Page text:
Building features iteratively
Many customers find hard to release something that they know to not be completely, 100% done. Yet, that is exactly what iterative, agile development asks you to do.
Won't our users think we suck?
But, if we release something that's only half done, won't our users think we suck and complain about the missing half?
The thing is, none of your users know what the 100% completed state is supposed to look like - only you do. If you play your cards right they will most likely never notice that something is amiss.
And if they do, this is valuable feedback. This means there are features they are missing. Not those fake kind of features that you've thought up, but real, actual features that will help the users in their daily use of your product.
And you know what, often those ideas from your users are completely different from what you imagined them needing. That's where you want to focus your development time.
Won't is cost more money?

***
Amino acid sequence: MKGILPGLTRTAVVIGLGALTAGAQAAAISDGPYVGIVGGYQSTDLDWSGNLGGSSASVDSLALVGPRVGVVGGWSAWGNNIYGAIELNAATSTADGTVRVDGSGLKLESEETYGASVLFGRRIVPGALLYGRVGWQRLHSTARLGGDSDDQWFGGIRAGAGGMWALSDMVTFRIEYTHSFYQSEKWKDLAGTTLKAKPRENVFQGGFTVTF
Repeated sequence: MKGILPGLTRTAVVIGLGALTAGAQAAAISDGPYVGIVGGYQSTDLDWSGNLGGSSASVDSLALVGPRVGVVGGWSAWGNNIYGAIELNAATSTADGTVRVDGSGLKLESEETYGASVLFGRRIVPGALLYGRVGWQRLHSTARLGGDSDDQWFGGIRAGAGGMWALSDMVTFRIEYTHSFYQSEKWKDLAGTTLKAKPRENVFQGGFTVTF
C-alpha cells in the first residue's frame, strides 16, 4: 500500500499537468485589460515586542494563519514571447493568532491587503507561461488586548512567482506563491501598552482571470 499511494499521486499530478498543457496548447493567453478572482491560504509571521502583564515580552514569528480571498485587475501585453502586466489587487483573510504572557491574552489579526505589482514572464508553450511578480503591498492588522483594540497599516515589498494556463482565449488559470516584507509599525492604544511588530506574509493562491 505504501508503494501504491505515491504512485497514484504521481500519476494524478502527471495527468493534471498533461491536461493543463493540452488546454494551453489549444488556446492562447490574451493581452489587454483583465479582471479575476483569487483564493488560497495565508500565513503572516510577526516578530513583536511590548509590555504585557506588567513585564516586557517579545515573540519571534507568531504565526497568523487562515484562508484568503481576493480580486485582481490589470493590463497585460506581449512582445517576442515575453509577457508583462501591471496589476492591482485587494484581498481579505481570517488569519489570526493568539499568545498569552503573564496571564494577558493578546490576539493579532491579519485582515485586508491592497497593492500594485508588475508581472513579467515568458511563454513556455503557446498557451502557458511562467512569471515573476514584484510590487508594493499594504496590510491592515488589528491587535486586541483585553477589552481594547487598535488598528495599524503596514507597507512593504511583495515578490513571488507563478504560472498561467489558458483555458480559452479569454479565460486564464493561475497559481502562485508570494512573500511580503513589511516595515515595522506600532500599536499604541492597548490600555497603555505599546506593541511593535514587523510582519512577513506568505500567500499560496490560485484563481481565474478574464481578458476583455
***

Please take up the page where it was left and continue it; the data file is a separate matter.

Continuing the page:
But, if we release something, knowing fully well that we'll change it later, won't it cost us more money than doing it right from the get go?
Well, yes, it probably will - on a feature by feature basis. But in the long run, when you factor in all the times where you end up not building the entire feature, you'll come out ahead. And then there are all the times where you end up building what the users actually needed, not what you thought they needed.
And imagine this; as you've been building 4 different features, one iteration at a time, your users have actually been able to draw benefit from all 4.
Will the project ever be finished?
But, if we only build itsy bitsy parts of each feature all the time, how will ever be 100% completely done with any feature?
The harsh reality of software development is you're never done. There is always something that can be tweaked, improved, made more usable, faster, you name it.
This is a core point in incremental development. Since we know that we'll be tweaking and improving a feature forever - we might as well accept it and plan for it.
The definition of "done" is one you have to define for yourself.